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Dispersal restricts local biomass but promotes the recovery of metacommunities after temperature stress
Stockholm University, Faculty of Science, Stockholm Resilience Centre.
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Number of Authors: 5
2014 (English)In: Oikos, ISSN 0030-1299, E-ISSN 1600-0706, Vol. 123, no 6, 762-768 p.Article in journal (Refereed) Published
Abstract [en]

Landscape connectivity can increase the capacity of communities to maintain their function when environments change by promoting the immigration of species or populations with adapted traits. However, high immigration may also restrict fine tuning of species compositions to local environmental conditions by homogenizing the community. Here we demonstrate that dispersal generates such a tradeoff between maximizing local biomass and the capacity of model periphyton metacommunities to recover after a simulated heat wave. In non-disturbed metacommunities, dispersal decreased the total biomass by preventing differentiation in species composition between the local patches making up the metacommunity. On the contrary, in metacommunities exposed to a realistic summer heat wave, dispersal promoted recovery by increasing the biomass of heat tolerant species in all local patches. Thus, the heat wave reorganized the species composition of the metacommunities and after an initial decrease in total biomass by 38.7%, dispersal fueled a full recovery of biomass in the restructured metacommunities. Although dispersal may decrease equilibrium biomass, our results highlight that connectivity is a key requirement for the response diversity that allows ecological communities to adapt to climate change through species sorting.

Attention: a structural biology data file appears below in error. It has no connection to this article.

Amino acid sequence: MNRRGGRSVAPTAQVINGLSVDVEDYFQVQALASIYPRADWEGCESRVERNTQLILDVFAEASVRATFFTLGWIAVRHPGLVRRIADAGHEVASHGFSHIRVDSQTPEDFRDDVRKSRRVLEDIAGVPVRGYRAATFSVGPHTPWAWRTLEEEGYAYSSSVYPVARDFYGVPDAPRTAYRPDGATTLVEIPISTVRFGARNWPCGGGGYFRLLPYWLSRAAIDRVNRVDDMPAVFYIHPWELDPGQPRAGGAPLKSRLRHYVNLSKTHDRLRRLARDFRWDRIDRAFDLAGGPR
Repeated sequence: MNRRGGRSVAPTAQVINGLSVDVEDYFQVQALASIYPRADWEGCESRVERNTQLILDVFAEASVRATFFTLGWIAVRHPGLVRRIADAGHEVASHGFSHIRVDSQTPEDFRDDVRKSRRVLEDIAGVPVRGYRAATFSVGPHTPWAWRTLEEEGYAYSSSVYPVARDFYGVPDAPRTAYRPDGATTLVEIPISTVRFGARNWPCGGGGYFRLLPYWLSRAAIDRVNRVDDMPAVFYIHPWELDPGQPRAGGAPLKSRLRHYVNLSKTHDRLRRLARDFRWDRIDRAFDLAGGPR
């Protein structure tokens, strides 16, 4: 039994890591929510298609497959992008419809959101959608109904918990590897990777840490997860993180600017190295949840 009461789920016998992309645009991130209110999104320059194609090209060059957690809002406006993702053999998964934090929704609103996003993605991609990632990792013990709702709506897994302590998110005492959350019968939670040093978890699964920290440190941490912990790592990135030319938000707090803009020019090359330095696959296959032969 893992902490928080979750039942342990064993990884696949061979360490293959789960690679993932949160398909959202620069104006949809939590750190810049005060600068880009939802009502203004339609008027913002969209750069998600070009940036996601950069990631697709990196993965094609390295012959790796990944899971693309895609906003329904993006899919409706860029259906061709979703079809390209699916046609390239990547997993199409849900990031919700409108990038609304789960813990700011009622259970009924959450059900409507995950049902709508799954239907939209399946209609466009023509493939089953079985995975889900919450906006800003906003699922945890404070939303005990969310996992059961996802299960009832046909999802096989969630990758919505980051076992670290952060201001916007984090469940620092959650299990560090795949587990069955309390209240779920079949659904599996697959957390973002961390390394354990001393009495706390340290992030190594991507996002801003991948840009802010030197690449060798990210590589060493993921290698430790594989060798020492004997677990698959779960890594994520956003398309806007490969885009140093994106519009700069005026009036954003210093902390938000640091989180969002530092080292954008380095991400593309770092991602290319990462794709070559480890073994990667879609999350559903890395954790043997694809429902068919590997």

Place, publisher, year, edition, pages
2014. Vol. 123, no 6, 762-768 p.
National Category
Ecology Environmental Sciences
URN: urn:nbn:se:su:diva-105187DOI: 10.1111/j.1600-0706.2013.00927.xISI: 000335721400013OAI: diva2:732545


Available from: 2014-07-04 Created: 2014-06-24 Last updated: 2014-09-30Bibliographically approved

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Moor, Helen
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